• Re:Awesome (Score:5, Insightful)

      by smash (1351) on Wednesday October 02, 2013 @10:57AM (#45014105) Homepage Journal

      I know it must be hard for some of you guys who have lived there all your life being brainwashed from birth all through school, etc - but your constitution and the right to bear arms was written specifically because the founding fathers wanted to ensure that you guys had an option if you didn't trust your government.

      You've kept the right to bear arms bit so far, but it's about time you got around to that holding your government accountable to the people bit.

      • You know that the U.S. Constitution really hasn't mattered ever since Lincoln wiped his ass with it and went to war with half the nation, right? The people who took up the option you allude to lost and this nation has been federalist in name only since the end of the Civil War. The government has just used more perverse interpretations of the Constitution since that time. For example, look at like 99% of the federal laws that rely on the Commerce Clause as their justification for existence.

        At some point a n

        • by smash (1351)

          And this is my point. The founding fathers clearly could foresee this sort of thing happening and wrote into the constitution provisions for the people to oust a hostile government. For all the harping on a lot of people do about your rights over there, there's been a distinct lack of action with regards to keeping your government in check.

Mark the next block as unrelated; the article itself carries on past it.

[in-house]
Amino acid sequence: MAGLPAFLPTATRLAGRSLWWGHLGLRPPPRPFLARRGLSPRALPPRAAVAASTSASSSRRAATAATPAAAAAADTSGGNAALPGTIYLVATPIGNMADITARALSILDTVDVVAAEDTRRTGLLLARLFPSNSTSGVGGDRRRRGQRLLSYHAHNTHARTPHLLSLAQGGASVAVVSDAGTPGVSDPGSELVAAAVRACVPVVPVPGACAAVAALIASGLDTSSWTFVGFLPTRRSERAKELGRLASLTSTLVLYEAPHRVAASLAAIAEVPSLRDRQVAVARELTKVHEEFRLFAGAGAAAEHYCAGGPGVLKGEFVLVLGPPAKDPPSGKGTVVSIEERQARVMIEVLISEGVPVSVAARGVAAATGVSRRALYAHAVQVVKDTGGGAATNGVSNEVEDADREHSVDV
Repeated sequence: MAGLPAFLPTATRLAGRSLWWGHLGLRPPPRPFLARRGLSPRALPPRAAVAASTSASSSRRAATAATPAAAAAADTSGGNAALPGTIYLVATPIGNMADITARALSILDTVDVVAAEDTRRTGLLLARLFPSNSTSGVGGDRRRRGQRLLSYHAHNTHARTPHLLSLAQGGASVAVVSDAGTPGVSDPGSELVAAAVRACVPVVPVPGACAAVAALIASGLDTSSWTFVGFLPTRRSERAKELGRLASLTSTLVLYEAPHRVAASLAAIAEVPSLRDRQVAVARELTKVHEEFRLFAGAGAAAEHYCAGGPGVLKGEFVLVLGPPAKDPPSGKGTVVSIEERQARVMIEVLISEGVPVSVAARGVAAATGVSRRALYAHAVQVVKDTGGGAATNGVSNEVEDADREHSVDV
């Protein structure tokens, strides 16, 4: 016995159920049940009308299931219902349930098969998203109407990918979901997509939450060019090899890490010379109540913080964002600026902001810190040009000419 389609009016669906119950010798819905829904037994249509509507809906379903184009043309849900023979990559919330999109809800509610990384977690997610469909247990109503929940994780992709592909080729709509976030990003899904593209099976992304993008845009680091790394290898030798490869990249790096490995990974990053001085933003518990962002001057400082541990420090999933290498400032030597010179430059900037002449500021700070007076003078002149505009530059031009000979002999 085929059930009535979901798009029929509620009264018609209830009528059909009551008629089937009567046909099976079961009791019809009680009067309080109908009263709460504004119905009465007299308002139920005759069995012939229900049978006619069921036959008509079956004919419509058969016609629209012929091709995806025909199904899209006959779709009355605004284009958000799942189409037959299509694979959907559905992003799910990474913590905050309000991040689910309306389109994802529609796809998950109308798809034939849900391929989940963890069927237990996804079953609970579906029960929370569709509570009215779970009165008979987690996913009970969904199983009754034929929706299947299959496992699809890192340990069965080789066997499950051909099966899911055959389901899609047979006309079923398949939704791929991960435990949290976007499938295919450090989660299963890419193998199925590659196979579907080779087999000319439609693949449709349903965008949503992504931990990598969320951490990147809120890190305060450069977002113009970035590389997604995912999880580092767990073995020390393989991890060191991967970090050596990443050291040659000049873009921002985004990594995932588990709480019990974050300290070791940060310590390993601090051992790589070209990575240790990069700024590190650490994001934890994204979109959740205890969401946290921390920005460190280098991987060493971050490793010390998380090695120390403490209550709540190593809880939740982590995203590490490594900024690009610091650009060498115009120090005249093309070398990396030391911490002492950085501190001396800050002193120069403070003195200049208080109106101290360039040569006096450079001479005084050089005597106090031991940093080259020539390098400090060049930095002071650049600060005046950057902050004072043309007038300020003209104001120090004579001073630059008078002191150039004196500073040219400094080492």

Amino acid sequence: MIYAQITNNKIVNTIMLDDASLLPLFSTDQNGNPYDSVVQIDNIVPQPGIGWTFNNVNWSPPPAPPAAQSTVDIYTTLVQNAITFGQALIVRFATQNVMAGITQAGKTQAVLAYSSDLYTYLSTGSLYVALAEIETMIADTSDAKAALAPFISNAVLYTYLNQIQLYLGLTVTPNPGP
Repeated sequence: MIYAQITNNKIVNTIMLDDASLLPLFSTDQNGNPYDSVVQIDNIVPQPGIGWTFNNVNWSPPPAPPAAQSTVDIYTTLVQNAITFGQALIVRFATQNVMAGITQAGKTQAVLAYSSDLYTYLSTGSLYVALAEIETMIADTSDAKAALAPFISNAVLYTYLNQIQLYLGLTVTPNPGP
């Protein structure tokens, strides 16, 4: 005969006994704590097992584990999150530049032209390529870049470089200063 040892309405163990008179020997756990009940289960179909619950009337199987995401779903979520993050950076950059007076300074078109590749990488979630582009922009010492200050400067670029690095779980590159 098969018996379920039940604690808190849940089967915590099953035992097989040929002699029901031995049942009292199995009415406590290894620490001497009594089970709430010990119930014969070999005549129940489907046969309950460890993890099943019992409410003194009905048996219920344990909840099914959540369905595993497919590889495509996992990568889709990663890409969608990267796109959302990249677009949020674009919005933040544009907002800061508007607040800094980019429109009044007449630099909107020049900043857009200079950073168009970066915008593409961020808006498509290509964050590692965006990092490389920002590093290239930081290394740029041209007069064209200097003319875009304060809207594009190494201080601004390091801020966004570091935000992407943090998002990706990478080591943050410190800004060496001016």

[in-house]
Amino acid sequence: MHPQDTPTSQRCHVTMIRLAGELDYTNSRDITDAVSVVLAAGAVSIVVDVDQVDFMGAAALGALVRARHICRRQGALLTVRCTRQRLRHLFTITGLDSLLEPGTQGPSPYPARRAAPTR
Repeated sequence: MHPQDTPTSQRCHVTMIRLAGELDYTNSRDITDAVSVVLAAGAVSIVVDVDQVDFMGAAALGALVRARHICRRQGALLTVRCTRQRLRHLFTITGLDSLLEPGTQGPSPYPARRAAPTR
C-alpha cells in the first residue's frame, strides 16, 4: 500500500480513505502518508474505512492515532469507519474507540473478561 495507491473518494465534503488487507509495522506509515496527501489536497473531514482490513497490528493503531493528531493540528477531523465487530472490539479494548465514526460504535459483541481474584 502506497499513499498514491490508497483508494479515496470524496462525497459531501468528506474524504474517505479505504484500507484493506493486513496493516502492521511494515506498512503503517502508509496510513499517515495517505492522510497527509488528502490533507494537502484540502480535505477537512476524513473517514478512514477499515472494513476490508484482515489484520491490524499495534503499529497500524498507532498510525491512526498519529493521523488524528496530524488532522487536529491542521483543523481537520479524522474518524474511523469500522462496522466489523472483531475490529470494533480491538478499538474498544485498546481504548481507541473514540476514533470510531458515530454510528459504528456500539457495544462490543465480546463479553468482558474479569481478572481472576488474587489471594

You can't have it both ways. If you want those rights, you need to ensure those in charge uphold them. And if they don't take action.

          The fact that you guys have

        • Re:Awesome (Score:5, Interesting)

          by Lithdren (605362) on Wednesday October 02, 2013 @11:48AM (#45014777)

          Ahh yes, exactly what we need. A dead document on delivery that lays out whats allowed and what's not, whatever happends next be damned.

          The constitution was written the way it was for some very good reasons. What do you suppose is going to exist, say 100 years from now? Do you think 100 years ago anyone forsaw 3d printing? The Internet? Cell Phones? Nuclear weapons? Jet Fighters that can exceed the speed of sound?